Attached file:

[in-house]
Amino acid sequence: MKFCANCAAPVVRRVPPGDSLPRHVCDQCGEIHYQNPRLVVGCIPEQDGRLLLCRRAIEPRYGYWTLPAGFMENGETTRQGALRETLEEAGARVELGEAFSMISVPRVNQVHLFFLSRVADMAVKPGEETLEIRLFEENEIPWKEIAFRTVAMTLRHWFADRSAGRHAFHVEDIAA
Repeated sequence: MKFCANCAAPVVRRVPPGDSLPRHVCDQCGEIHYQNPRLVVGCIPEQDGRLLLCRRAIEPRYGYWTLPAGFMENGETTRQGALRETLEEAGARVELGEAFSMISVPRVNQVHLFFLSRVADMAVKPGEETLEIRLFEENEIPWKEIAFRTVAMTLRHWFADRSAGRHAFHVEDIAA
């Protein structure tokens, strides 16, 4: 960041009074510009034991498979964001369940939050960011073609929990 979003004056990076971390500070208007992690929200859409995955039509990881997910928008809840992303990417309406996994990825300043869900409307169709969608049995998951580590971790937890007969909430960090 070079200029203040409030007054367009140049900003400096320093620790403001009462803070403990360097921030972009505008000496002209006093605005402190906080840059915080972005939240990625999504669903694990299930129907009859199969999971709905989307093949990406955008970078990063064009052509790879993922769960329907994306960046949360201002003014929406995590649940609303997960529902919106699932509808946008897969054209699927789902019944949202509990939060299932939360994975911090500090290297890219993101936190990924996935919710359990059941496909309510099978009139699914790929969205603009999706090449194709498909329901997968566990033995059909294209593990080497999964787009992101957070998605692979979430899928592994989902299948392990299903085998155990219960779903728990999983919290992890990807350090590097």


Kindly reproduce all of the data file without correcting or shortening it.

[in-house]
Amino acid sequence: MKFCANCAAPVVRRVPPGDSLPRHVCDQCGEIHYQNPRLVVGCIPEQDGRLLLCRRAIEPRYGYWTLPAGFMENGETTRQGALRETLEEAGARVELGEAFSMISVPRVNQVHLFFLSRVADMAVKPGEETLEIRLFEENEIPWKEIAFRTVAMTLRHWFADRSAGRHAFHVEDIAA
Repeated sequence: MKFCANCAAPVVRRVPPGDSLPRHVCDQCGEIHYQNPRLVVGCIPEQDGRLLLCRRAIEPRYGYWTLPAGFMENGETTRQGALRETLEEAGARVELGEAFSMISVPRVNQVHLFFLSRVADMAVKPGEETLEIRLFEENEIPWKEIAFRTVAMTLRHWFADRSAGRHAFHVEDIAA
């Protein structure tokens, strides 16, 4: 960041009074510009034991498979964001369940939050960011073609929990 979003004056990076971390500070208007992690929200859409995955039509990881997910928008809840992303990417309406996994990825300043869900409307169709969608049995998951580590971790937890007969909430960090 070079200029203040409030007054367009140049900003400096320093620790403001009462803070403990360097921030972009505008000496002209006093605005402190906080840059915080972005939240990625999504669903694990299930129907009859199969999971709905989307093949990406955008970078990063064009052509790879993922769960329907994306960046949360201002003014929406995590649940609303997960529902919106699932509808946008897969054209699927789902019944949202509990939060299932939360994975911090500090290297890219993101936190990924996935919710359990059941496909309510099978009139699914790929969205603009999706090449194709498909329901997968566990033995059909294209593990080497999964787009992101957070998605692979979430899928592994989902299948392990299903085998155990219960779903728990999983919290992890990807350090590097």